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Fourth Council of the Lateran

The Fourth Council of the Lateran was summoned by Pope Innocent III with his Bull of April 19, 1213. The assembly took place in November, 1215. It was the 12th ecumenical council and is sometimes called "the General Council of Lateran" due to the attendance by seventy-one patriarchs and metropolitans, four hundred and twelve bishops, and nine hundred abbots and priors.

Innocent III stated his purposes as the defence of the Catholic faith, for the aid to the Crusader States in Palestine, and to establish the liberty of the Church from lay investiture and other lay interference. The pope presented to the council seventy decrees; these were considered along with measures against heretics, and the organisation of the Fifth Crusade.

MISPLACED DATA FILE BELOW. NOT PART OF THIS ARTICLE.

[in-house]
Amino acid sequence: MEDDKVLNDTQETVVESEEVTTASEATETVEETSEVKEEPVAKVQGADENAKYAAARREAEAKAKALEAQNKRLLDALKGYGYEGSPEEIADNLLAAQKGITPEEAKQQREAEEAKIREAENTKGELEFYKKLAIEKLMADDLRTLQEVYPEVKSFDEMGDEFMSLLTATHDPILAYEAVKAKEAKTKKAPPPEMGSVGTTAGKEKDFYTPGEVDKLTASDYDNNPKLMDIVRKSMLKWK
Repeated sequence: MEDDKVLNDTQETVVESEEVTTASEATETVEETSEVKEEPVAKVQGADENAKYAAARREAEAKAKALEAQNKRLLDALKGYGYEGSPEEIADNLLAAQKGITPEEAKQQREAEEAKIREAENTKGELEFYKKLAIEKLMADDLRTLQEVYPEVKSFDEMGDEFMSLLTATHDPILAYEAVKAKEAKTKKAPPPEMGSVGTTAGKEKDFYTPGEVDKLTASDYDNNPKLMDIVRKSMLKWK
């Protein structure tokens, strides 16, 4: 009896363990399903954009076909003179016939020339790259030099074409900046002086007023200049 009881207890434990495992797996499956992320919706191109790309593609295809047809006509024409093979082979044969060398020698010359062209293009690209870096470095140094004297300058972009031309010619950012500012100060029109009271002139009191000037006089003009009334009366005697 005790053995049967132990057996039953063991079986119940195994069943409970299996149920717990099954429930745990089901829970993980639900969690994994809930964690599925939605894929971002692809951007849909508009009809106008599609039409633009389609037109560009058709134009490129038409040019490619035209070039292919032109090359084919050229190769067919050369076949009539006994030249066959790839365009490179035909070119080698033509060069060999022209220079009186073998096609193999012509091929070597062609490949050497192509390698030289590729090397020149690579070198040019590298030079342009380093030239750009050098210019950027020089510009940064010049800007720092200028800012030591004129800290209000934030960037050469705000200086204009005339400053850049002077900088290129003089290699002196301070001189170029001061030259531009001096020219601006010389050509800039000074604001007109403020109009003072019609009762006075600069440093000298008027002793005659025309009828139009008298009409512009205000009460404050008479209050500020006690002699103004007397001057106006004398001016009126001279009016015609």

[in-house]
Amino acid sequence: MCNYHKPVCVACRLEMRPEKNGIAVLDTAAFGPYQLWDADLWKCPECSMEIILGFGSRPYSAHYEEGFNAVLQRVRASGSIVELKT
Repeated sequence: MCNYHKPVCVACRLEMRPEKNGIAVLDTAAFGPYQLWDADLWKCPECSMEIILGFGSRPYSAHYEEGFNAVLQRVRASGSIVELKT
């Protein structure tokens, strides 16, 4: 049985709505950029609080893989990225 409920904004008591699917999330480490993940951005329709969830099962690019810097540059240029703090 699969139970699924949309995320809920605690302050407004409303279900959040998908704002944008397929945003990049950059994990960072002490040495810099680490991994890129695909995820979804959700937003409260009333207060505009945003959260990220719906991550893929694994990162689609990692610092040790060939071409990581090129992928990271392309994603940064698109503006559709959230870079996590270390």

The council did little more than rubber-stamp the decrees presented to them. The decrees included:

The council also confirmed the elevation of Frederick II to the position of Holy Roman Emperor.

see also:

Ecumenical council